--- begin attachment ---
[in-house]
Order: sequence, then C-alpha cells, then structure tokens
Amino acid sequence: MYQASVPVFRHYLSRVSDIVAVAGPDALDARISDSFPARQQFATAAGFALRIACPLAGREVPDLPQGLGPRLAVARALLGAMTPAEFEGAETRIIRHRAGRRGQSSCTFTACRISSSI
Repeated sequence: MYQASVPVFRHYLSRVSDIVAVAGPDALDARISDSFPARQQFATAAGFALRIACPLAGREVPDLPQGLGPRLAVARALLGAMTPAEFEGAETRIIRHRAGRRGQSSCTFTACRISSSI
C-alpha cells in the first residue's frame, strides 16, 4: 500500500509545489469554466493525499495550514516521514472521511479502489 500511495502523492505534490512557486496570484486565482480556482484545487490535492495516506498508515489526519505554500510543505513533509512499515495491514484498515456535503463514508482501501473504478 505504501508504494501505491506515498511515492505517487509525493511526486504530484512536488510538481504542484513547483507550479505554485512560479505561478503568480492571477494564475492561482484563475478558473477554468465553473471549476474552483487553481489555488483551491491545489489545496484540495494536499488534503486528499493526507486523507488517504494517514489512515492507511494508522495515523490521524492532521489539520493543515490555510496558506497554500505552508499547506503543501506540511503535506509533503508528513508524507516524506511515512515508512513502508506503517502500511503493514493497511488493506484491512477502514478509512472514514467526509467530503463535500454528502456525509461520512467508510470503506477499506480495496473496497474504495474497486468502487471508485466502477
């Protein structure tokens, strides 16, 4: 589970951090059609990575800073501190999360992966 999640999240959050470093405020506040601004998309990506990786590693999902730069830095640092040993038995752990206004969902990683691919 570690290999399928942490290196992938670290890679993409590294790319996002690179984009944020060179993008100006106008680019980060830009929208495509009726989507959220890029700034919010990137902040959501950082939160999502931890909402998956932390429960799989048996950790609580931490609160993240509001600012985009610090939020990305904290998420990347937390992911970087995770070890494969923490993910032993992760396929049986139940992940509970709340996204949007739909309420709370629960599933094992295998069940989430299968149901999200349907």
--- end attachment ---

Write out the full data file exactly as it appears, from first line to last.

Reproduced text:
[in-house]
Order: sequence, then C-alpha cells, then structure tokens
Amino acid sequence: MYQASVPVFRHYLSRVSDIVAVAGPDALDARISDSFPARQQFATAAGFALRIACPLAGREVPDLPQGLGPRLAVARALLGAMTPAEFEGAETRIIRHRAGRRGQSSCTFTACRISSSI
Repeated sequence: MYQASVPVFRHYLSRVSDIVAVAGPDALDARISDSFPARQQFATAAGFALRIACPLAGREVPDLPQGLGPRLAVARALLGAMTPAEFEGAETRIIRHRAGRRGQSSCTFTACRISSSI
C-alpha cells in the first residue's frame, strides 16, 4: 500500500509545489469554466493525499495550514516521514472521511479502489 500511495502523492505534490512557486496570484486565482480556482484545487490535492495516506498508515489526519505554500510543505513533509512499515495491514484498515456535503463514508482501501473504478 505504501508504494501505491506515498511515492505517487509525493511526486504530484512536488510538481504542484513547483507550479505554485512560479505561478503568480492571477494564475492561482484563475478558473477554468465553473471549476474552483487553481489555488483551491491545489489545496484540495494536499488534503486528499493526507486523507488517504494517514489512515492507511494508522495515523490521524492532521489539520493543515490555510496558506497554500505552508499547506503543501506540511503535506509533503508528513508524507516524506511515512515508512513502508506503517502500511503493514493497511488493506484491512477502514478509512472514514467526509467530503463535500454528502456525509461520512467508510470503506477499506480495496473496497474504495474497486468502487471508485466502477
């Protein structure tokens, strides 16, 4: 589970951090059609990575800073501190999360992966 999640999240959050470093405020506040601004998309990506990786590693999902730069830095640092040993038995752990206004969902990683691919 570690290999399928942490290196992938670290890679993409590294790319996002690179984009944020060179993008100006106008680019980060830009929208495509009726989507959220890029700034919010990137902040959501950082939160999502931890909402998956932390429960799989048996950790609580931490609160993240509001600012985009610090939020990305904290998420990347937390992911970087995770070890494969923490993910032993992760396929049986139940992940509970709340996204949007739909309420709370629960599933094992295998069940989430299968149901999200349907």